COVID-19 may affect various organs. This paper reports 9 patients (1/9 [11%] woman and 8/9 [89%] men, mean age 56 ± 13 years) with globe MRI abnormalities obtained from a multicenter cohort of 129 patients presenting with severe COVID-19 from March 4th to May 1st, 2020. 9/129 (7%) patients had one or several FLAIR-WI hyperintense nodules of the posterior pole of the globe. All patients had nodules in the macular region, 8/9 (89%) had bilateral nodules, 2/9 (22%) had nodules outside the macular region. Screening of these patients might improve the management of potentially severe ophthalmological manifestations of the virus. See also the editorial by Kirsch.
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http://dx.doi.org/10.1148/radiol.2021204394DOI Listing
http://www.ncbi.nlm.nih.gov/pmc/articles/PMC7887777PMC
February 2021

Acute-onset delirium in intensive care COVID patients: association of imperfect brain repair with foodborne micro-pollutants.

Eur J Neurol 2021 Feb 14. Epub 2021 Feb 14.

Plant Imaging and Mass Spectrometry, Institut de biologie moléculaire des plantes, CNRS, Strasbourg, France.

Background And Purpose: COVID-19 affects the brain in various ways, amongst which delirium is worrying. An assessment was made of whether a specific, long-lasting, COVID-19-related brain injury develops in acute respiratory distress syndrome patients after life-saving re-oxygenation.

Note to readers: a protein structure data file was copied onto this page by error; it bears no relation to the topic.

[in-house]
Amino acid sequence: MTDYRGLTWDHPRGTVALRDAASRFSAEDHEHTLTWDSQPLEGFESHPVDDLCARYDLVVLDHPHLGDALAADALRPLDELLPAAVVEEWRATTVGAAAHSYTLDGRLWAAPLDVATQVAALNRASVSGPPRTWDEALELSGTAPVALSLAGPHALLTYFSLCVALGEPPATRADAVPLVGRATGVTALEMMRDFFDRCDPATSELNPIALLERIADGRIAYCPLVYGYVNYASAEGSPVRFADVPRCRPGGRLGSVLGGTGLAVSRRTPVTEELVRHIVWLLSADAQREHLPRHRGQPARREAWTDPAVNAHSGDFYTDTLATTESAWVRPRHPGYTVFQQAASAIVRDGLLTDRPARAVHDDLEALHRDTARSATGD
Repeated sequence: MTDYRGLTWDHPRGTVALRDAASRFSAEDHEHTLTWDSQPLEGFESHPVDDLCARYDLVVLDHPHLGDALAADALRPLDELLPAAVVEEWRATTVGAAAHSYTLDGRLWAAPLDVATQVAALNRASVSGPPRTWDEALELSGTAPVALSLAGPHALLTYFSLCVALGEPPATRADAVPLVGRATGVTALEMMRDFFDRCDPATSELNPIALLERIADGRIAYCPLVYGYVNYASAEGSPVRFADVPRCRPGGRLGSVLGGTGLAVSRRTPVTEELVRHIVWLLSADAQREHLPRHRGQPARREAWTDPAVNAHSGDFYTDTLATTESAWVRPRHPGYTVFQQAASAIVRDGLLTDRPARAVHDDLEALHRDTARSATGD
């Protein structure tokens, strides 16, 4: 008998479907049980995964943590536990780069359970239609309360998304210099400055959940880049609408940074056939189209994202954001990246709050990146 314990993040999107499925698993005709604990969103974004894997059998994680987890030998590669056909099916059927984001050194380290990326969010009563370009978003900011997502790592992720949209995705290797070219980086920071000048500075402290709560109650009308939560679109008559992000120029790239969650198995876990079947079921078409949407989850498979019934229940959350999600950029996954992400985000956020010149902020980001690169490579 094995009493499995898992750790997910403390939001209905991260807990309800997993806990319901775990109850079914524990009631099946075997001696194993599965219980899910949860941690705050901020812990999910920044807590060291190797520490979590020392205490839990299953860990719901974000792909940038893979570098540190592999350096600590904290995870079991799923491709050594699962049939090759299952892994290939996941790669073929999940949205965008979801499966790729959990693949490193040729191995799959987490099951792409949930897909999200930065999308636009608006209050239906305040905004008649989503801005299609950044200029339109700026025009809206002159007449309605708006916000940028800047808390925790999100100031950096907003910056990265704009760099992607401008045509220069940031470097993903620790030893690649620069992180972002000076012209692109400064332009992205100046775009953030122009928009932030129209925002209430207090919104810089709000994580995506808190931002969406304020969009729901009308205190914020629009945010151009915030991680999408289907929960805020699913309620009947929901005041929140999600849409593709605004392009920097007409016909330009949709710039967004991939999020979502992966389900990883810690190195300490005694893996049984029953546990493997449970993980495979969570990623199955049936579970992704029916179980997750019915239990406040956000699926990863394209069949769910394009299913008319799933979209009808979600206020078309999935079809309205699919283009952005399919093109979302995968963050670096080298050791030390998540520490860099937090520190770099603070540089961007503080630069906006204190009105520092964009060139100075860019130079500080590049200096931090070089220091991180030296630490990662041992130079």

Methods: Ten COVID+ patients (COVID+) with unusual delirium associated with neuroimaging suggestive of diffuse brain injury and seven controls with non-COVID encephalopathy were studied. The assessment took place when the intractable delirium started at weaning off ventilation support. Brain magnetic resonance imaging (MRI) was performed followed by standard cerebrospinal fluid (CSF) analyses and assessment of CSF erythropoietin concentrations (as a marker for the assessment of tissue repair), and of non-targeted CSF metabolomics using liquid chromatography high resolution mass spectrometry.

Results: Patients were similar as regards severity scores, but COVID+ were hospitalized longer (25 [11.75; 25] vs. 9 [4.5; 12.5] days, p = 0.03). On admission, but not at MRI and lumbar puncture performance, COVID+ were more hypoxic (p = 0.002). On MRI, there were leptomeningeal enhancement and diffuse white matter haemorrhages only in COVID+. In the latter, CSF erythropoietin concentration was lower (1.73 [1.6; 2.06] vs. 3.04 [2.9; 3.91] mIU/ml, p = 0.01), and CSF metabolomics indicated (a) increased compounds such as foodborne molecules (sesquiterpenes), molecules from industrialized beverages and micro-pollutants (diethanolamine); and (b) decreased molecules such as incomplete breakdown products of protein catabolism and foodborne molecules (glabridin). At 3-month discharge, fatigue, anxiety and depression as well as MRI lesions persisted in COVID+.

Conclusions: Some COVID+ are at risk of a specific delirium. Imperfect brain repair after re-oxygenation and lifestyle factors might influence long-lasting brain injuries in a context of foodborne micro-pollutants.
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http://dx.doi.org/10.1111/ene.14776DOI Listing